• Next, use a makeup sponge to gently dab on your foundation; this technique keeps you from disturbing the concealer. If you wear foundation all over your face, apply it and take a step back to see if you need an extra dab right on the pimple. If so, blend it in very carefully at the edges. If you’re wearing foundation just to camouflage the zit, fan out the edges to avoid leaving any demarcation lines.
  • Use a large makeup brush, says Pam Messy of Mary Kay Cosmetics in Maryland, to lightly apply an oil-free powder to set the makeup and remove any traces of shine from the foundation.
  • Clean brushes thoroughly and toss the sponges or carefully clean them to avoid transferring oil and germs.

What to Do When Acne Is Severe

Special products are available for camouflaging severe acne. These products contain silicone and other ingredients to help hide redness and scars. Consult your dermatologist for advice on the best beauty products to use in conjunction with the acne medications and/or topicals you’re using to combat severe acne. You want to make sure that your beauty products are enhancing, not taking away from, the effectiveness of your treatments.

The next time you have a blemish or two on your face, don’t think you have to pull down the shades and hide at home. Instead, reach for your beauty-product arsenal, and perform your best vanishing act.

Ways Make Gray Hair Gorgeous

One fine day, the inevitable may occur: You could see strands of gray in your hair. After the initial shock, you may ask yourself this question: To dye or not to dye?

But coloring is not the only gray hair treatment available. Dyed hair requires regular touch-ups and can be expensive to maintain; if covering up the grays doesn’t appeal to you, then it’s time to abandon the old and embrace the new — a fresh and flattering gray hairstyle.

What’s really important to remember, says Maurice Dadoun, creative director of the Melrose Place Fekkai Salon on Rodeo Drive in Los Angeles, is that hair is probably your greatest accessory. Take this opportunity to really change your style.

If you want to keep your natural gray hair color, he suggests getting a fresh, new look. “You have to have a modern style,” says Dadoun. “It could be graphic, edgy, or modern, but it cannot be something simple.” Without style, gray hair color can make you look older, he warns.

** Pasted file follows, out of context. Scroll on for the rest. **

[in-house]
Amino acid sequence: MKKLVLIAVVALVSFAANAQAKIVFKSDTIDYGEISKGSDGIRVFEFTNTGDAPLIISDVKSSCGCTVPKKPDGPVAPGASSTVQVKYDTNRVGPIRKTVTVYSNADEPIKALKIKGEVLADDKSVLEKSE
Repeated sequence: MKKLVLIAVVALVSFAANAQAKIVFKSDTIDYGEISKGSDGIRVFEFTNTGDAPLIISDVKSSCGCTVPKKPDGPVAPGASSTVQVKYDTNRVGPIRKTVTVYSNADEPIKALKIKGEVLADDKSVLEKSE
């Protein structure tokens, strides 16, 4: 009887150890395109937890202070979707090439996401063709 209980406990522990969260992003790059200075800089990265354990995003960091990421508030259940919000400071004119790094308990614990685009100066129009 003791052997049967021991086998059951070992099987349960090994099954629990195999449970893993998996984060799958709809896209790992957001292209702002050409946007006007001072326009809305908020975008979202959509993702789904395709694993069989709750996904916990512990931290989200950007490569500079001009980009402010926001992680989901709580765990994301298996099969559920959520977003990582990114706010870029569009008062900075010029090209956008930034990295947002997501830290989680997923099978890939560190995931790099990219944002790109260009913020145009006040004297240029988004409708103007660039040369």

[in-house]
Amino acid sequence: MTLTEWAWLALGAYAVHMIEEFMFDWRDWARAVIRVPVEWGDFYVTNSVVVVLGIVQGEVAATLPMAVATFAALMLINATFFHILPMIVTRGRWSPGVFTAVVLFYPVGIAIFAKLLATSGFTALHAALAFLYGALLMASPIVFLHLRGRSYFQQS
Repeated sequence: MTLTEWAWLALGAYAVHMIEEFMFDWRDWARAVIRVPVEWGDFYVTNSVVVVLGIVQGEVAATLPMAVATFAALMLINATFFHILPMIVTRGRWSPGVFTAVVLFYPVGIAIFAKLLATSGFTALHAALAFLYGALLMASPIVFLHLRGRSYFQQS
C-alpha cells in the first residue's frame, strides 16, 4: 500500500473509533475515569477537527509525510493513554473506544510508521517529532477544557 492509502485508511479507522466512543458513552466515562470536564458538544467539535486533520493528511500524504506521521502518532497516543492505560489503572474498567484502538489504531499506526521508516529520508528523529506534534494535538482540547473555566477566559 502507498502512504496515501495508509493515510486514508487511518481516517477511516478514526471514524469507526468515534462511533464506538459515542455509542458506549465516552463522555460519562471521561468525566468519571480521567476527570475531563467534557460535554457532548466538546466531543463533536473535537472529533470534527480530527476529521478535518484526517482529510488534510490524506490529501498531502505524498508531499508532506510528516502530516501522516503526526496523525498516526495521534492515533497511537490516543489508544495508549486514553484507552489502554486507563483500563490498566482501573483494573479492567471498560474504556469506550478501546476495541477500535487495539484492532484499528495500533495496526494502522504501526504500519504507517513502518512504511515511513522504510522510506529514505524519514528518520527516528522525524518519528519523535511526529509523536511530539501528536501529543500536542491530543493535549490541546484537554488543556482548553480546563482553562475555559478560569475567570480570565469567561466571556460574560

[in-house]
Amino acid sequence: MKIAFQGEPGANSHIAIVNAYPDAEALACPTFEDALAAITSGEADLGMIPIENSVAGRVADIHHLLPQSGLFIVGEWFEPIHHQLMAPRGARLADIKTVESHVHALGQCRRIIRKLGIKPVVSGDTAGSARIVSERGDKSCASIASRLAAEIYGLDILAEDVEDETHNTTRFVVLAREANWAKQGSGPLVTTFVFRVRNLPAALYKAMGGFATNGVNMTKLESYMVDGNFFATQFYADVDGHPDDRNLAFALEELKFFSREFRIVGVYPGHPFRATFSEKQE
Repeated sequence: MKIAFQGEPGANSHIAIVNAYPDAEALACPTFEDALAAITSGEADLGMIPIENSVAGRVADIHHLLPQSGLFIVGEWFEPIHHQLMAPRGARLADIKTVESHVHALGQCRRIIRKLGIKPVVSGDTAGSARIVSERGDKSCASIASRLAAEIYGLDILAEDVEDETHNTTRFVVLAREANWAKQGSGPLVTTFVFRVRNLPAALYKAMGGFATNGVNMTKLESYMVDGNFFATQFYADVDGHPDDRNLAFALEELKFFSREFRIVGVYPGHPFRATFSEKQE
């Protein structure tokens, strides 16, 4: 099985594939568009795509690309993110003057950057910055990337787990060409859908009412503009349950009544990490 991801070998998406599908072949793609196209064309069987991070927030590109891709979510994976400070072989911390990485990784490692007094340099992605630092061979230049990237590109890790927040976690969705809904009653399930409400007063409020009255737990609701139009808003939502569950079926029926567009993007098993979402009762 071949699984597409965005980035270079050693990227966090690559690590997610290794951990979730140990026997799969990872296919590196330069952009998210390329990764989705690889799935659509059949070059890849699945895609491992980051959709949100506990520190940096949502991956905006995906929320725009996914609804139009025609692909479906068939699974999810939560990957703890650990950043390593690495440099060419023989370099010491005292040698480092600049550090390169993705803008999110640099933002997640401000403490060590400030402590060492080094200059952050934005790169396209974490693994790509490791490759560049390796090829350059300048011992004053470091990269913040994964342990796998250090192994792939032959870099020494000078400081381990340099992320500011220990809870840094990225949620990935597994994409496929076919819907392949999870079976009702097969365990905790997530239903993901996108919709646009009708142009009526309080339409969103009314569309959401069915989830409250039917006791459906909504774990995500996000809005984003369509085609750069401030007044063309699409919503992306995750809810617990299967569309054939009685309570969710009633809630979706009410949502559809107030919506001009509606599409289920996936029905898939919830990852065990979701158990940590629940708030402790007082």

Enhancing Gray Hair Color

You have options to brighten gray hair without resorting to coloring it, says Sharon Dorram, co-founder of Sharon Dorram Color at Sally Hershberger Downtown salon in New York City. You can opt to blend in other shades with the gray — either highlights or lowlights, depending on your natural color.

What’s most important is to balance hair color with your skin color and eye color. If you don’t, the hair color will be off.

Gray Hairstyles: Get the Right Look for You

Part of the allure of going gray is no more worrying about touching up roots and repairing the damage done by dye. With the right gray hairstyle and products, maintenance can be kept to a minimum.

Making it shine. When hair goes gray, its shine and texture are both affected. Dorram says gray hair can look dull because it doesn’t reflect light. Also, gray strands come in a little thicker, frizzier, and coarser. “That’s why grey hair strands stick out,” says Dadoun.

Both experts have recommendations for gray hair shampoos, the starting point for great gray hair treatment. In addition to their respective salons’ own brands, other gray hair shampoos to consider are Nexus Dualiste and Avon’s Lotus Shield.

If you have fine hair, Dorram says, use a volumizing shampoo and skip the conditioner, which can weigh hair down.

Styling tips. For gray hair that looks glam, it’s all about the style, and that often depends on texture.

  • With fine hair in particular, keep it short. Fine hair that’s allowed to grow long will end up looking unhealthy, says Dorram. Dadoun suggests an above-the-shoulder length for all women who want to stay gray — in his opinion, even if your hair has good texture, wearing it long will age you. Protect your strands by using a low setting on your hair dryer, and don’t ever pull hair.
  • If you have curly hair, don’t try to fight it. Use a shea butter shampoo, style hair while it is still wet, and let it dry naturally. Use a finishing product with olive oil to give the curl definition and shine.
  • If you have thick hair, Dadoun says, don’t wash too frequently — if you wash too often, your hair will become brittle and dry. Shampooing once a week is fine. A shea butter-based shampoo is good for thick hair, he says. “The concentration of shea is so rich; you feel intense moisturizing.”

Dadoun also recommends that women who want to use products to enhance gray hair color talk to their hairdresser about the right choices to make.

Special treatments. Dorram says vitamin E oil, available at your local drugstore, will improve the shine and health of damaged gray hair. If your hair is really damaged, she suggests leaving it on overnight. Apply the vitamin E oil to your hair, wrap your hair up with a bandana, and then go to sleep. In the morning, wash the oil out.

Dorram also recommends a conditioner called Phytobaume by Phyto: “It’s natural and has no harsh agents — you’ll see good results. I love their detangler.”